OSFI releases latest HELOC data
The value of loans secured by housing in Canada continued to go up with a 0.1% monthly uptick and a 9.6% increase to reach $308.9 billion in October, according to filings at the Office of the Superintendent of Financial Institutions.
However, despite the surge, the monthly growth trend is showing some signs of a slowdown, Better Dwelling said in its analysis of the OSFI figures.
“October’s growth rate was the smallest in nearly two years, last matched in January 2021,” Better Dwelling stated. “It was also the worst October since 2019, when interest rates last hit a cycle peak. The slow month put an end to the highest annual growth reported in decades, possibly ever.”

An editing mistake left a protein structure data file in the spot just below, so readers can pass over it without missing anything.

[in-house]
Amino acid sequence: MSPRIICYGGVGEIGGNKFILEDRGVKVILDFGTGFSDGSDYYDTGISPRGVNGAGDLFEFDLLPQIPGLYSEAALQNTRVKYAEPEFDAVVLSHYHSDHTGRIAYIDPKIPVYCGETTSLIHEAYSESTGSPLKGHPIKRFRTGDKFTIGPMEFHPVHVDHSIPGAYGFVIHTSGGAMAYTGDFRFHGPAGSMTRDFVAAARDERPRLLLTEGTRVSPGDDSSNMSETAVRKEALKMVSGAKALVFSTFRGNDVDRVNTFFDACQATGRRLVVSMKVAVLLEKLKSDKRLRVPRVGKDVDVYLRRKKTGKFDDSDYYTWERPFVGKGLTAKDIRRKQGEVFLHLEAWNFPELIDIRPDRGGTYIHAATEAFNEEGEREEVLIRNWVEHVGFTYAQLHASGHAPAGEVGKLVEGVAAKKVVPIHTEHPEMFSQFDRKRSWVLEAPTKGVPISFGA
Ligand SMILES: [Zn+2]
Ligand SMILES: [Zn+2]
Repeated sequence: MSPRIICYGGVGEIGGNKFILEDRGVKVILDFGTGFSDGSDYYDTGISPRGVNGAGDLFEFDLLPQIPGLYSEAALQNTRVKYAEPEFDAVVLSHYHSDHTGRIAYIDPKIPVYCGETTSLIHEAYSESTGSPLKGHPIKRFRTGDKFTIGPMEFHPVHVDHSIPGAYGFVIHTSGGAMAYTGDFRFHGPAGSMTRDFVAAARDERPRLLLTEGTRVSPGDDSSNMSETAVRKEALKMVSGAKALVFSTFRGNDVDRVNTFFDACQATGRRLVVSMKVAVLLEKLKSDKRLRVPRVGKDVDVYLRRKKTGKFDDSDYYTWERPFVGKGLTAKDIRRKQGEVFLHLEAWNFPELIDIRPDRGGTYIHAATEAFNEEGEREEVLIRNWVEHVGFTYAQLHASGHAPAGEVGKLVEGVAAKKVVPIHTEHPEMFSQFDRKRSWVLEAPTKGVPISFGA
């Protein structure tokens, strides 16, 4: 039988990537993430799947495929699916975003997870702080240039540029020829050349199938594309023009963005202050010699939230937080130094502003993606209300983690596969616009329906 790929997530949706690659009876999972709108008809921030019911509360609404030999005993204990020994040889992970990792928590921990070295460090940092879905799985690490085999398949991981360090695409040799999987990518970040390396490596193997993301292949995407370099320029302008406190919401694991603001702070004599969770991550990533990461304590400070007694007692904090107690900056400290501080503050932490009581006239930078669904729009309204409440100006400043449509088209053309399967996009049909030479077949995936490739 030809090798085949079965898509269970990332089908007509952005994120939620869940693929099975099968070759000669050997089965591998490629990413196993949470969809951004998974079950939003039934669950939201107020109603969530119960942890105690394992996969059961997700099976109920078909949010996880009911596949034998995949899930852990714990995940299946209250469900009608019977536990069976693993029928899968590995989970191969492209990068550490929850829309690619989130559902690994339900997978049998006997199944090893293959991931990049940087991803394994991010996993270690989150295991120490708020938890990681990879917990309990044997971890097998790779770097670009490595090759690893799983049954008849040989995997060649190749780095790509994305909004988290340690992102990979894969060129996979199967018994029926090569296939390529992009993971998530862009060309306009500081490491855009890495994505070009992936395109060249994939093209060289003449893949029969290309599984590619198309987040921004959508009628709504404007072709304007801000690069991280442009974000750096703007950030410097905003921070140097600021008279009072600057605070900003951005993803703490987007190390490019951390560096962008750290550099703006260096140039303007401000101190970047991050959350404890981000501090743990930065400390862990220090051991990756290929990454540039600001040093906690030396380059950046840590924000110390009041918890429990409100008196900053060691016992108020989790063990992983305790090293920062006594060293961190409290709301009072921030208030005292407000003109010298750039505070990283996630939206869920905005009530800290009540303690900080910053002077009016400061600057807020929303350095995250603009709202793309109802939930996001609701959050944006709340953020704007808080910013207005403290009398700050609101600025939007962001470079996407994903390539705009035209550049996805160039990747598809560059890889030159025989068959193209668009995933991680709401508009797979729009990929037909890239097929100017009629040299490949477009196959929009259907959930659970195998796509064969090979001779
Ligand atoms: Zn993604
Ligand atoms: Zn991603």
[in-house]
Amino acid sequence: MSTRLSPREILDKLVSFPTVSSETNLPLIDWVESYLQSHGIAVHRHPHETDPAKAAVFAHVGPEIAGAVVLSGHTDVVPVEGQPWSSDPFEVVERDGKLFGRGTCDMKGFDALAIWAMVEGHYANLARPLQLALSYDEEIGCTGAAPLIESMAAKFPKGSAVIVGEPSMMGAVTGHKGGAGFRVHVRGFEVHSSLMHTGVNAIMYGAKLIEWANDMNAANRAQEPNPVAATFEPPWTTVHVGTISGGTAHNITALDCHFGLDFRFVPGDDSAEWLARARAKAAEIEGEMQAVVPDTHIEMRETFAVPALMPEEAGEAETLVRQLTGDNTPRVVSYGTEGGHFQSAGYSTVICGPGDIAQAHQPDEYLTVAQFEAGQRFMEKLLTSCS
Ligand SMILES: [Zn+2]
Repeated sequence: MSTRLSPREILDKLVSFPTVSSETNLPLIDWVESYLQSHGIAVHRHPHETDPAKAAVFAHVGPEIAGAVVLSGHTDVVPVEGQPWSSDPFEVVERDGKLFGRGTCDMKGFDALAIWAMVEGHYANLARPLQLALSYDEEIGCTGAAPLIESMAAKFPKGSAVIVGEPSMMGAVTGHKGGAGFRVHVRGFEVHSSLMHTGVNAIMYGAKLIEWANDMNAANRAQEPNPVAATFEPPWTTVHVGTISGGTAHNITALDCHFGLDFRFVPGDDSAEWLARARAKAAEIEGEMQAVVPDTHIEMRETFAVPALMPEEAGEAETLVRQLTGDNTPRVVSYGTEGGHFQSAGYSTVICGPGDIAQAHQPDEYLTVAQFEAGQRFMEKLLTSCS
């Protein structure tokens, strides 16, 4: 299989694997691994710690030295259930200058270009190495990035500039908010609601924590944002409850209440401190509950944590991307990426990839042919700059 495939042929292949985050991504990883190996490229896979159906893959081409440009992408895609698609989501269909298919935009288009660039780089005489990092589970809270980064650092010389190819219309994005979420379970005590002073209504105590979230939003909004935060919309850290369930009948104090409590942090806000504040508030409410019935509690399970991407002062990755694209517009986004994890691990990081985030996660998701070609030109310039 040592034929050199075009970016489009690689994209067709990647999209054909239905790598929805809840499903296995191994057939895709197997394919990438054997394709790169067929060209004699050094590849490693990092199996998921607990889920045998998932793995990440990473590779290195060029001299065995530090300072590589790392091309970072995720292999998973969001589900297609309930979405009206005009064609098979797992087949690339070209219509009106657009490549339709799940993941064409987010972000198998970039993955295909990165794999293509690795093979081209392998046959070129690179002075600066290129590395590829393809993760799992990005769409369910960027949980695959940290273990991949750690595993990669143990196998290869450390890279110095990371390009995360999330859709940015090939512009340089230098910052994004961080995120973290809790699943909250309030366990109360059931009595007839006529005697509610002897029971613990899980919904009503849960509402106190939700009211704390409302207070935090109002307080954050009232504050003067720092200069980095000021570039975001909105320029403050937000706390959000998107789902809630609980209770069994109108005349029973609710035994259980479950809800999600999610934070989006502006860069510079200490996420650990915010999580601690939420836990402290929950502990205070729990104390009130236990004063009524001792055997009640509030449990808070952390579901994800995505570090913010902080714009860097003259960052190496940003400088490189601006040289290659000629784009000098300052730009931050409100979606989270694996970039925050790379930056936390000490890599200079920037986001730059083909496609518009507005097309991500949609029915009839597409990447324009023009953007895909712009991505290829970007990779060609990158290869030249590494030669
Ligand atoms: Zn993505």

The HELOC load is just one sign of the “extreme level” of indebtedness that currently characterizes the Canadian financial system, economist David Rosenberg warned recently.
“Consumers are shelling out more in total debt-service payments out of after-tax income today at a 4.25% BoC policy rate than they were three decades ago when the policy rate was 13%,” Rosenberg said in December.
What are the risks associated with a higher HELOC load?
The trend was revealed amid several warnings from the OSFI, which Better Dwelling said has uncovered growing evidence of risks associated with the increased use of home equity.
“This both hides their vulnerability, as well as ties economic consumption to home values,” Better Dwelling said. “It provides a greater risk when the surge is aligned with unsustainable home price growth… Any economic shock or a home price correction can compound fallout to the economy as this problem grows.”